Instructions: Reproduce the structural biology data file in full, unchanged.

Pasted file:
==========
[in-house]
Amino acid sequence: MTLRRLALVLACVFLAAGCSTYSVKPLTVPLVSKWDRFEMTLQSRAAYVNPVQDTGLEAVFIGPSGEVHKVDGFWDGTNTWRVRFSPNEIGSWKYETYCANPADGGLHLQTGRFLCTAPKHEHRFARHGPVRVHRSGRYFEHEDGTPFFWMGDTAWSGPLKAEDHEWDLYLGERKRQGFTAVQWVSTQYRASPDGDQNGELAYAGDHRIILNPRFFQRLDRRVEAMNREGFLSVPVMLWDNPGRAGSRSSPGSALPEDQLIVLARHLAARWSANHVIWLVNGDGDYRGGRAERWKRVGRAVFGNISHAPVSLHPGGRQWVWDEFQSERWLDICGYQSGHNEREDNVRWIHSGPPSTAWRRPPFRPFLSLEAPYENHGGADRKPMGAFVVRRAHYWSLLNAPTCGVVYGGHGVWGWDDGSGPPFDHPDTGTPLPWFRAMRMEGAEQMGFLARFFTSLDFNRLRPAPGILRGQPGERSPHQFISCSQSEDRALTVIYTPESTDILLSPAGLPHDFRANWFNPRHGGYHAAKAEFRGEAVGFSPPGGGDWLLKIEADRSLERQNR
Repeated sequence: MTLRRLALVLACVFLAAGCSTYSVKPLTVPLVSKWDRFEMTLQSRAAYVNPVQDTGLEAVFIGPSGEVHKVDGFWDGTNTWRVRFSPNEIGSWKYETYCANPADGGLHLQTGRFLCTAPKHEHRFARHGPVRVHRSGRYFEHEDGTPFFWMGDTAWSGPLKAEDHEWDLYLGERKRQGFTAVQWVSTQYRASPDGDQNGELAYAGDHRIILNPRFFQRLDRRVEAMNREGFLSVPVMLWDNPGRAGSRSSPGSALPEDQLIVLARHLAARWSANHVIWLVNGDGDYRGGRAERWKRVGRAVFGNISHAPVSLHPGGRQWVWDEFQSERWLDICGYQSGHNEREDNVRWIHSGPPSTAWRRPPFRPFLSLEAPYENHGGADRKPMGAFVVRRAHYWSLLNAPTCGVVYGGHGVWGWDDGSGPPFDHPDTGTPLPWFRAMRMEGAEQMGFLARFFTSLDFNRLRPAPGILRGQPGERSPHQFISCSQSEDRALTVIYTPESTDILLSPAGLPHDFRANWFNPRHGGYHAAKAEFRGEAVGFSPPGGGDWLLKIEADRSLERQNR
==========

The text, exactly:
[in-house]
Amino acid sequence: MTLRRLALVLACVFLAAGCSTYSVKPLTVPLVSKWDRFEMTLQSRAAYVNPVQDTGLEAVFIGPSGEVHKVDGFWDGTNTWRVRFSPNEIGSWKYETYCANPADGGLHLQTGRFLCTAPKHEHRFARHGPVRVHRSGRYFEHEDGTPFFWMGDTAWSGPLKAEDHEWDLYLGERKRQGFTAVQWVSTQYRASPDGDQNGELAYAGDHRIILNPRFFQRLDRRVEAMNREGFLSVPVMLWDNPGRAGSRSSPGSALPEDQLIVLARHLAARWSANHVIWLVNGDGDYRGGRAERWKRVGRAVFGNISHAPVSLHPGGRQWVWDEFQSERWLDICGYQSGHNEREDNVRWIHSGPPSTAWRRPPFRPFLSLEAPYENHGGADRKPMGAFVVRRAHYWSLLNAPTCGVVYGGHGVWGWDDGSGPPFDHPDTGTPLPWFRAMRMEGAEQMGFLARFFTSLDFNRLRPAPGILRGQPGERSPHQFISCSQSEDRALTVIYTPESTDILLSPAGLPHDFRANWFNPRHGGYHAAKAEFRGEAVGFSPPGGGDWLLKIEADRSLERQNR
Repeated sequence: MTLRRLALVLACVFLAAGCSTYSVKPLTVPLVSKWDRFEMTLQSRAAYVNPVQDTGLEAVFIGPSGEVHKVDGFWDGTNTWRVRFSPNEIGSWKYETYCANPADGGLHLQTGRFLCTAPKHEHRFARHGPVRVHRSGRYFEHEDGTPFFWMGDTAWSGPLKAEDHEWDLYLGERKRQGFTAVQWVSTQYRASPDGDQNGELAYAGDHRIILNPRFFQRLDRRVEAMNREGFLSVPVMLWDNPGRAGSRSSPGSALPEDQLIVLARHLAARWSANHVIWLVNGDGDYRGGRAERWKRVGRAVFGNISHAPVSLHPGGRQWVWDEFQSERWLDICGYQSGHNEREDNVRWIHSGPPSTAWRRPPFRPFLSLEAPYENHGGADRKPMGAFVVRRAHYWSLLNAPTCGVVYGGHGVWGWDDGSGPPFDHPDTGTPLPWFRAMRMEGAEQMGFLARFFTSLDFNRLRPAPGILRGQPGERSPHQFISCSQSEDRALTVIYTPESTDILLSPAGLPHDFRANWFNPRHGGYHAAKAEFRGEAVGFSPPGGGDWLLKIEADRSLERQNR